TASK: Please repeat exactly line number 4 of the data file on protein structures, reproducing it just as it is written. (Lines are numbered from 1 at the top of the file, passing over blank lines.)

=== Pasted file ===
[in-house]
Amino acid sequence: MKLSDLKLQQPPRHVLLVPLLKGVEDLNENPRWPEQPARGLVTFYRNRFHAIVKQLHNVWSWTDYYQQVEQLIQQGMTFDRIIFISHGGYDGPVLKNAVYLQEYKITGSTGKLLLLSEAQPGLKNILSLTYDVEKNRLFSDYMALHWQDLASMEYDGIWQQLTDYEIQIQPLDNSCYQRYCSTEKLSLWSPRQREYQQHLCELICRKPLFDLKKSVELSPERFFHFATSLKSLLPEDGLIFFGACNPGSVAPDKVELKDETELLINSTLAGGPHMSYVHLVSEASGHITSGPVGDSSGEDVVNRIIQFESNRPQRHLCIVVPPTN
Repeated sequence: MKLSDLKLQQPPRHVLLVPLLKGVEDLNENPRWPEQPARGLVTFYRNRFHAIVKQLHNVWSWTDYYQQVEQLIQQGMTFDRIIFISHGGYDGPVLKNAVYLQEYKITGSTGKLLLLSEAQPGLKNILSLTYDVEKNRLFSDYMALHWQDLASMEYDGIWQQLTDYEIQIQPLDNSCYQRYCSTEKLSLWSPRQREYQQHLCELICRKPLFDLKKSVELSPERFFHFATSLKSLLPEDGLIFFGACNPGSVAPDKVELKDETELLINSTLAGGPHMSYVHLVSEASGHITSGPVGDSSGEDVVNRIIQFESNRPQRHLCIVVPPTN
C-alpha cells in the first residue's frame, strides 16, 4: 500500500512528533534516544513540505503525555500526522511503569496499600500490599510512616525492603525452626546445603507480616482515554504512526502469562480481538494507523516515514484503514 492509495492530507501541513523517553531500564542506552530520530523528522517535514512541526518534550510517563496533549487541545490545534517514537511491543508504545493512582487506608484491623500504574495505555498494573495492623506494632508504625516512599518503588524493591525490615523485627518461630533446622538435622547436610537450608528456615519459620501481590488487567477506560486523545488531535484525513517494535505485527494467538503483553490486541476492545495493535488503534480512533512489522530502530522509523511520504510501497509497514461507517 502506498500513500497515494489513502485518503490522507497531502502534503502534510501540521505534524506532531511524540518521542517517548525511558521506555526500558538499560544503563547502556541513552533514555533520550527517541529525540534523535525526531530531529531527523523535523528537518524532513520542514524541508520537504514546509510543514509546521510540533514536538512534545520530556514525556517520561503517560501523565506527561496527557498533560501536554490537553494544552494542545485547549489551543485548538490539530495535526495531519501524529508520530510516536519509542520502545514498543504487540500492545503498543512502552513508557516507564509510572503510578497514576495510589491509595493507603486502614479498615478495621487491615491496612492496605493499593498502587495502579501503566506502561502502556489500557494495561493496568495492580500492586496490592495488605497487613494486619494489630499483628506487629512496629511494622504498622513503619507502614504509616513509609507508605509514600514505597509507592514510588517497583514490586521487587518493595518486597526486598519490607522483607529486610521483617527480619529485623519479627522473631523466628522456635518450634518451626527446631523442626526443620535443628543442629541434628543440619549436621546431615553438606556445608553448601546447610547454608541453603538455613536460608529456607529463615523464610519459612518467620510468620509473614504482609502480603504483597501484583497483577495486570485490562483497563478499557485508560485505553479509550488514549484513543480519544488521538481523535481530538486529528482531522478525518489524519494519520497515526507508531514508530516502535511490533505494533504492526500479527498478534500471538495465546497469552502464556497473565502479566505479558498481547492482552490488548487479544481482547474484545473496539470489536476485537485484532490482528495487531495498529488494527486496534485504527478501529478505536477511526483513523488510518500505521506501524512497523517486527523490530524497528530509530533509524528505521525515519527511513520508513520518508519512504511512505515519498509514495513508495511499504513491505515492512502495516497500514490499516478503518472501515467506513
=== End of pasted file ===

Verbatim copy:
C-alpha cells in the first residue's frame, strides 16, 4: 500500500512528533534516544513540505503525555500526522511503569496499600500490599510512616525492603525452626546445603507480616482515554504512526502469562480481538494507523516515514484503514 492509495492530507501541513523517553531500564542506552530520530523528522517535514512541526518534550510517563496533549487541545490545534517514537511491543508504545493512582487506608484491623500504574495505555498494573495492623506494632508504625516512599518503588524493591525490615523485627518461630533446622538435622547436610537450608528456615519459620501481590488487567477506560486523545488531535484525513517494535505485527494467538503483553490486541476492545495493535488503534480512533512489522530502530522509523511520504510501497509497514461507517 502506498500513500497515494489513502485518503490522507497531502502534503502534510501540521505534524506532531511524540518521542517517548525511558521506555526500558538499560544503563547502556541513552533514555533520550527517541529525540534523535525526531530531529531527523523535523528537518524532513520542514524541508520537504514546509510543514509546521510540533514536538512534545520530556514525556517520561503517560501523565506527561496527557498533560501536554490537553494544552494542545485547549489551543485548538490539530495535526495531519501524529508520530510516536519509542520502545514498543504487540500492545503498543512502552513508557516507564509510572503510578497514576495510589491509595493507603486502614479498615478495621487491615491496612492496605493499593498502587495502579501503566506502561502502556489500557494495561493496568495492580500492586496490592495488605497487613494486619494489630499483628506487629512496629511494622504498622513503619507502614504509616513509609507508605509514600514505597509507592514510588517497583514490586521487587518493595518486597526486598519490607522483607529486610521483617527480619529485623519479627522473631523466628522456635518450634518451626527446631523442626526443620535443628543442629541434628543440619549436621546431615553438606556445608553448601546447610547454608541453603538455613536460608529456607529463615523464610519459612518467620510468620509473614504482609502480603504483597501484583497483577495486570485490562483497563478499557485508560485505553479509550488514549484513543480519544488521538481523535481530538486529528482531522478525518489524519494519520497515526507508531514508530516502535511490533505494533504492526500479527498478534500471538495465546497469552502464556497473565502479566505479558498481547492482552490488548487479544481482547474484545473496539470489536476485537485484532490482528495487531495498529488494527486496534485504527478501529478505536477511526483513523488510518500505521506501524512497523517486527523490530524497528530509530533509524528505521525515519527511513520508513520518508519512504511512505515519498509514495513508495511499504513491505515492512502495516497500514490499516478503518472501515467506513